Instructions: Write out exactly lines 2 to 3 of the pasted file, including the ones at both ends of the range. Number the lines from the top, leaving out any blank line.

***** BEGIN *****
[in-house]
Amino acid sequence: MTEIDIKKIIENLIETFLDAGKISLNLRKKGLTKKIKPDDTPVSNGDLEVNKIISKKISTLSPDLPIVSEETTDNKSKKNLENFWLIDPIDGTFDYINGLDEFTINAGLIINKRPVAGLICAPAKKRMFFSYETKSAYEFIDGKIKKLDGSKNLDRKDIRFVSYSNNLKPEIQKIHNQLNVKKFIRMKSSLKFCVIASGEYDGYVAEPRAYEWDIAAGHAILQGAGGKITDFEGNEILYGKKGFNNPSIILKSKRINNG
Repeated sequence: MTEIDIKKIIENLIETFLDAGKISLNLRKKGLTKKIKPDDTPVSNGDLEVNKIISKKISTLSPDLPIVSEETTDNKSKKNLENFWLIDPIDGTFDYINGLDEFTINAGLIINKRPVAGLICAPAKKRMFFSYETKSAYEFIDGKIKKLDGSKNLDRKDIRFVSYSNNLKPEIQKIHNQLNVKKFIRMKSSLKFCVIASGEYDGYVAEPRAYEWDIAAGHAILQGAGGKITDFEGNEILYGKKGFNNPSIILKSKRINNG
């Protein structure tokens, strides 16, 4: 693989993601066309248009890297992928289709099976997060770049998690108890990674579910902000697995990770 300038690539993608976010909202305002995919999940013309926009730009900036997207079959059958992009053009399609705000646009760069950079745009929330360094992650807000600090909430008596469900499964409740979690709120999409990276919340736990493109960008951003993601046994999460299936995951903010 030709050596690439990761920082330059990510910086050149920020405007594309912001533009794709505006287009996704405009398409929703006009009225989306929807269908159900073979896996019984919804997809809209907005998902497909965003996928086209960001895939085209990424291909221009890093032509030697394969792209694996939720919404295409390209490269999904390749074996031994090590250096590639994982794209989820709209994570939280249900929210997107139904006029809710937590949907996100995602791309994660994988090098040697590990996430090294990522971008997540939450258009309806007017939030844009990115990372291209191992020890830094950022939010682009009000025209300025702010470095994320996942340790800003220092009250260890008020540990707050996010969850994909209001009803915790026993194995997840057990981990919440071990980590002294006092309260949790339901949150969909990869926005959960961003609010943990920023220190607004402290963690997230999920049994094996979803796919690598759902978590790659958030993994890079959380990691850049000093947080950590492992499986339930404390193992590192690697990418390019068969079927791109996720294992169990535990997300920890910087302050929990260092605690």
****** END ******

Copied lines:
Amino acid sequence: MTEIDIKKIIENLIETFLDAGKISLNLRKKGLTKKIKPDDTPVSNGDLEVNKIISKKISTLSPDLPIVSEETTDNKSKKNLENFWLIDPIDGTFDYINGLDEFTINAGLIINKRPVAGLICAPAKKRMFFSYETKSAYEFIDGKIKKLDGSKNLDRKDIRFVSYSNNLKPEIQKIHNQLNVKKFIRMKSSLKFCVIASGEYDGYVAEPRAYEWDIAAGHAILQGAGGKITDFEGNEILYGKKGFNNPSIILKSKRINNG
Repeated sequence: MTEIDIKKIIENLIETFLDAGKISLNLRKKGLTKKIKPDDTPVSNGDLEVNKIISKKISTLSPDLPIVSEETTDNKSKKNLENFWLIDPIDGTFDYINGLDEFTINAGLIINKRPVAGLICAPAKKRMFFSYETKSAYEFIDGKIKKLDGSKNLDRKDIRFVSYSNNLKPEIQKIHNQLNVKKFIRMKSSLKFCVIASGEYDGYVAEPRAYEWDIAAGHAILQGAGGKITDFEGNEILYGKKGFNNPSIILKSKRINNG